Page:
Ideational social capital and the civic culture: Extricating Putnam's legacy from the social capital debates
David Bourget (Western Ontario)
David Chalmers (ANU, NYU)
Rafael De Clercq
Ezio Di Nucci
Jonathan Jenkins Ichikawa
Jack Alan Reynolds
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Social Epistemology 23 (2):125 – 144 (2009)
Robert Putnam's work was a double-edged sword for social capital scholars. It brought unprecedented attention to the research agenda but also created conceptual confusion. Many scholars have tried to disentangle Coleman's concept of social capital from what some described as Putnam's “fuzzy psychological notion” of civic culture values. Despite the rigour of these efforts, Putnam's influence remains, because scholars and policy makers are drawn to the benefits his work promised. This article takes a different tack, and seeks to extricate Putnam's early ideas from the social capital debates by offering an alternate theorization of his original findings. It returns to Making Democracy Work and argues that Putnam mis-stepped when he took the rational choice route and invoked Coleman's concept of social capital. It takes an ideational approach to explaining civic culture. The resulting “ideational social capital” suggests a different research agenda, which just might deliver on Putnam's early promise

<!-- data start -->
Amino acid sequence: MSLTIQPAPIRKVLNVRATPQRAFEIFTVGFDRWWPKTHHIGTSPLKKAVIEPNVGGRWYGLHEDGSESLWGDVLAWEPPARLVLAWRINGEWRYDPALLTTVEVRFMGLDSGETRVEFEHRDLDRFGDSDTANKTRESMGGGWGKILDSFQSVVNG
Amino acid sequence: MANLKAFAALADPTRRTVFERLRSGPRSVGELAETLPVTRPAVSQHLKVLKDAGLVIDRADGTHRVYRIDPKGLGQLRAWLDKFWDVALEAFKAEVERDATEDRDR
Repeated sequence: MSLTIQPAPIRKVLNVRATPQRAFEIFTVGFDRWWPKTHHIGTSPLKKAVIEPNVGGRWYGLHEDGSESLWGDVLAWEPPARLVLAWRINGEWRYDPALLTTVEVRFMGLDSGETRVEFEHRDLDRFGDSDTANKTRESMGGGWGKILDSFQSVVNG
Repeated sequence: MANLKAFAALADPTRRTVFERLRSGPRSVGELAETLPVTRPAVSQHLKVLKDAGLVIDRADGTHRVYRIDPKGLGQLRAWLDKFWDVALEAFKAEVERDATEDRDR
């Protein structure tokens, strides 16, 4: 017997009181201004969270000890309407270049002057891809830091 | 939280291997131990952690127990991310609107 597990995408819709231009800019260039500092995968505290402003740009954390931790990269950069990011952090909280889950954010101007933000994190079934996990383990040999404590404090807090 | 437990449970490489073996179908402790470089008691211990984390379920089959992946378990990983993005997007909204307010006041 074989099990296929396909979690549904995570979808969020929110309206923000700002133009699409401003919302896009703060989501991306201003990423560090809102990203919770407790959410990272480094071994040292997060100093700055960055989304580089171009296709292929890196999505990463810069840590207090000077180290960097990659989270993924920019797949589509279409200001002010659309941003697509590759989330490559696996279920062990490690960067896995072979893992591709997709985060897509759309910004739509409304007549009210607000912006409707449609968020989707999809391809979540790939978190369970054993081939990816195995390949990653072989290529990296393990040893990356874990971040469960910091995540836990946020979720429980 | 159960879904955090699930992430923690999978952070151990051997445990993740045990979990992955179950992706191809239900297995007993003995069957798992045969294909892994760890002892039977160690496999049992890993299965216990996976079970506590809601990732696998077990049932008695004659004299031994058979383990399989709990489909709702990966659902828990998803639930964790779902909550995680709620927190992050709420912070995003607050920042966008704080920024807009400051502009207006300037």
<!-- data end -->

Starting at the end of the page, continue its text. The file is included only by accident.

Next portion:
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References found in this work BETA
James Samuel Coleman & Thomas J. Fararo (1992). Rational Choice Theory Advocacy and Critique. Monograph Collection (Matt - Pseudo).
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